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Poll: Westerners Want to Keep Drilling Off Public Lands
Confirming long-held environmentalist ideals about the importance of public lands, a new poll released Thursday, "Conservation in the West," found that individuals living in the western United States strongly value their public spaces and share a deep desire to safeguard these protected lands from sale or destructive energy development.
"Westerners see the permanent protection of their public lands as an economic imperative, and essential to their quality of life," said (.pdf) Walt Hecox, economist and director of Colorado College’s State of the Rockies Project, which conducted the survey. "Decision-makers would do well to take notice and cure the often one-sided tendency to pursue development rather than protection that we’ve seen emerge over the last four years."
This year, voters were specifically asked to respond to recent proposals being considered in Arizona, Idaho, New Mexico and Utah to turn public lands over to states or private companies and a majority, 67 percent, responded in opposition to the sale of public lands.
Though a limited number of individuals (only 34 percent) even knew with certainty that oil and gas drilling occurred in public lands, a majority think that they should be "permanently protected" from this type of activity.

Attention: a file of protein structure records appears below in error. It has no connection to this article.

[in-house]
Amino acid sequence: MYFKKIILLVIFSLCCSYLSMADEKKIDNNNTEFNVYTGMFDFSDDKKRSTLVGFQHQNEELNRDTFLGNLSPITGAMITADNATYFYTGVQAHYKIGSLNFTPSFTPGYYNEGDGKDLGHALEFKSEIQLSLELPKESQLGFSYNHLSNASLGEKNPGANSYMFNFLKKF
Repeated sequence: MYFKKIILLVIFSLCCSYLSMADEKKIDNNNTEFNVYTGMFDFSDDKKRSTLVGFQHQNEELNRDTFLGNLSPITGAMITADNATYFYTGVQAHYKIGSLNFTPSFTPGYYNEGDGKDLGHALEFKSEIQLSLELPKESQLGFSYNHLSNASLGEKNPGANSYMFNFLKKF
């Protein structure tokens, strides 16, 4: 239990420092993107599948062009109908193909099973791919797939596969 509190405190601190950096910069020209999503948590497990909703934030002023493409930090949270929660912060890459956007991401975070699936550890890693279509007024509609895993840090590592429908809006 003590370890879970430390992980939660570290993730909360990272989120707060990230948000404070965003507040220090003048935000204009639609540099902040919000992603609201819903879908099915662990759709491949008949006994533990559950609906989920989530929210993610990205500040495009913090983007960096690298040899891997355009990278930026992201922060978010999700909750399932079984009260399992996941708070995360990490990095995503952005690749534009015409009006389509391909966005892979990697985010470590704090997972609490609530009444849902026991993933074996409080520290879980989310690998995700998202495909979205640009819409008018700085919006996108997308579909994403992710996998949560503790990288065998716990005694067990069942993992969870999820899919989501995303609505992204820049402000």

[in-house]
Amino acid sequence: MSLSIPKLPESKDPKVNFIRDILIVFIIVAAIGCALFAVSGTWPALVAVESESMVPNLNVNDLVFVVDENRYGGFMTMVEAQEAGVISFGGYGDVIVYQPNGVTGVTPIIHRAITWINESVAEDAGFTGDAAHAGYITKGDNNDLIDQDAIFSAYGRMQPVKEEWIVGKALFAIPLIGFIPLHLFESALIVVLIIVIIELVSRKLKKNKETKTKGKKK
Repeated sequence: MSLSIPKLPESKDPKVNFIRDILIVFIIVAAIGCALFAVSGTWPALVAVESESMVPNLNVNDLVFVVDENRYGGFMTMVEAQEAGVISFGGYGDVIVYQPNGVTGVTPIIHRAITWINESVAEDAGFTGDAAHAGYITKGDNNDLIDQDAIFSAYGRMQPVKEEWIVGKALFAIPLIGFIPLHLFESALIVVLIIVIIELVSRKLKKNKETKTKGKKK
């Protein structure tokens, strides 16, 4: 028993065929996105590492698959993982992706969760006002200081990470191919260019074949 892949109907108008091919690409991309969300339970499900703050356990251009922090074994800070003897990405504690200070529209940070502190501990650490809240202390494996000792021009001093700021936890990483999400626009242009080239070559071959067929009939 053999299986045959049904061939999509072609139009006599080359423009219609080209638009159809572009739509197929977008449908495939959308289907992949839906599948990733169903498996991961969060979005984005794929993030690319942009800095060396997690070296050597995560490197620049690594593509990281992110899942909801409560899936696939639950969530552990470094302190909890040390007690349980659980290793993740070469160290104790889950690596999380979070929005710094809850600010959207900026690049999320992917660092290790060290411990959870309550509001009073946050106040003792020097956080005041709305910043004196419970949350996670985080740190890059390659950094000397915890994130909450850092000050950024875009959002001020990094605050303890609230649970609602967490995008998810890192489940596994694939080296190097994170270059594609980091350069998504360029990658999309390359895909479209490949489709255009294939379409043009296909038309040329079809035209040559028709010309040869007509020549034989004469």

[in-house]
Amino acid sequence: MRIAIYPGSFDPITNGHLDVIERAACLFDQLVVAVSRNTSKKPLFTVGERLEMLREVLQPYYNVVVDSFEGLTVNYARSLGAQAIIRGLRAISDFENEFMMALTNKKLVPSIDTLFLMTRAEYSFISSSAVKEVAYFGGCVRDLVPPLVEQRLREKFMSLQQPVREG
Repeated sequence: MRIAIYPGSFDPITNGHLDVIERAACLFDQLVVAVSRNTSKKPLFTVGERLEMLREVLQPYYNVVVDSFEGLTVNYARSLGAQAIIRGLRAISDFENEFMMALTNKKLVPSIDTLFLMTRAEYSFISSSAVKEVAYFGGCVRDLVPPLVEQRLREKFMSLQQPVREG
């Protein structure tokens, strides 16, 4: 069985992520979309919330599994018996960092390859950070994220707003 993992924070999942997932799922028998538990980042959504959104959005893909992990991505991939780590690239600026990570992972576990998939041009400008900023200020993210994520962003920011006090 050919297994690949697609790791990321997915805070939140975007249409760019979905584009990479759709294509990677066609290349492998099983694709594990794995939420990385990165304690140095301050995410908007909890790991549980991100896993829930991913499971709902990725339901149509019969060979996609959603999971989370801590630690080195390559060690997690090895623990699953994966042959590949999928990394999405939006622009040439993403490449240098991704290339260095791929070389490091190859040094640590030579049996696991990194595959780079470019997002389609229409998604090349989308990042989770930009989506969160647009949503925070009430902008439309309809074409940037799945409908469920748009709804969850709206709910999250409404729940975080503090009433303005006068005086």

Also, for the second year in a row, the study found "Westerners vastly prefer that renewable energy development be encouraged in their state, rather than nuclear or fossil fuels."
Researchers found that "personal connection and perceived benefits of public lands permeate attitudes in the West." Other notable findings include:
- 91% say “our national parks, forests, monuments, and wildlife areas are an essential part of (my state’s) economy”
- 74% agree that “our national parks, forests, monuments, and wildlife areas help to attract high quality employers and good jobs to (my state)”
- 59% believe “the impact of oil and gas drilling on our land, air and water” is a serious problem
The "Conservation in the West" poll was a bipartisan survey of 2,400 registered voters living in six western states: Arizona, Colorado, Montana, New Mexico, Utah and Wyoming.